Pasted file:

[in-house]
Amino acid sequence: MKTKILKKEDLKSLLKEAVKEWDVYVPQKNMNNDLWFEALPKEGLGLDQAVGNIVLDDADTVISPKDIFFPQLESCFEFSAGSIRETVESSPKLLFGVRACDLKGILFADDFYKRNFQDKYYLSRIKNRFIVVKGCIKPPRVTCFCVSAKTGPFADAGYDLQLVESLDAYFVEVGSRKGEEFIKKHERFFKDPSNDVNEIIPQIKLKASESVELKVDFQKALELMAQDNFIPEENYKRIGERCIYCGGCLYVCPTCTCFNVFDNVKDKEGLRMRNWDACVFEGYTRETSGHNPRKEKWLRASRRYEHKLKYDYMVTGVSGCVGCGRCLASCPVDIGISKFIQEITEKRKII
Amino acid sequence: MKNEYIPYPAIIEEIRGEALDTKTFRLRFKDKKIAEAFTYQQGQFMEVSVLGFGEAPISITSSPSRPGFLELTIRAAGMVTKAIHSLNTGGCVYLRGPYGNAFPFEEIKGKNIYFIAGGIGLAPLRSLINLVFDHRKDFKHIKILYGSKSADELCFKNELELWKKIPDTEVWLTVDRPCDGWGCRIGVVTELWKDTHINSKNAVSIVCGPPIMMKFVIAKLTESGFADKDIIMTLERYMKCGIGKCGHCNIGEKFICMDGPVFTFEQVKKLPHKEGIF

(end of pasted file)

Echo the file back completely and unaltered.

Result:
[in-house]
Amino acid sequence: MKTKILKKEDLKSLLKEAVKEWDVYVPQKNMNNDLWFEALPKEGLGLDQAVGNIVLDDADTVISPKDIFFPQLESCFEFSAGSIRETVESSPKLLFGVRACDLKGILFADDFYKRNFQDKYYLSRIKNRFIVVKGCIKPPRVTCFCVSAKTGPFADAGYDLQLVESLDAYFVEVGSRKGEEFIKKHERFFKDPSNDVNEIIPQIKLKASESVELKVDFQKALELMAQDNFIPEENYKRIGERCIYCGGCLYVCPTCTCFNVFDNVKDKEGLRMRNWDACVFEGYTRETSGHNPRKEKWLRASRRYEHKLKYDYMVTGVSGCVGCGRCLASCPVDIGISKFIQEITEKRKII
Amino acid sequence: MKNEYIPYPAIIEEIRGEALDTKTFRLRFKDKKIAEAFTYQQGQFMEVSVLGFGEAPISITSSPSRPGFLELTIRAAGMVTKAIHSLNTGGCVYLRGPYGNAFPFEEIKGKNIYFIAGGIGLAPLRSLINLVFDHRKDFKHIKILYGSKSADELCFKNELELWKKIPDTEVWLTVDRPCDGWGCRIGVVTELWKDTHINSKNAVSIVCGPPIMMKFVIAKLTESGFADKDIIMTLERYMKCGIGKCGHCNIGEKFICMDGPVFTFEQVKKLPHKEGIF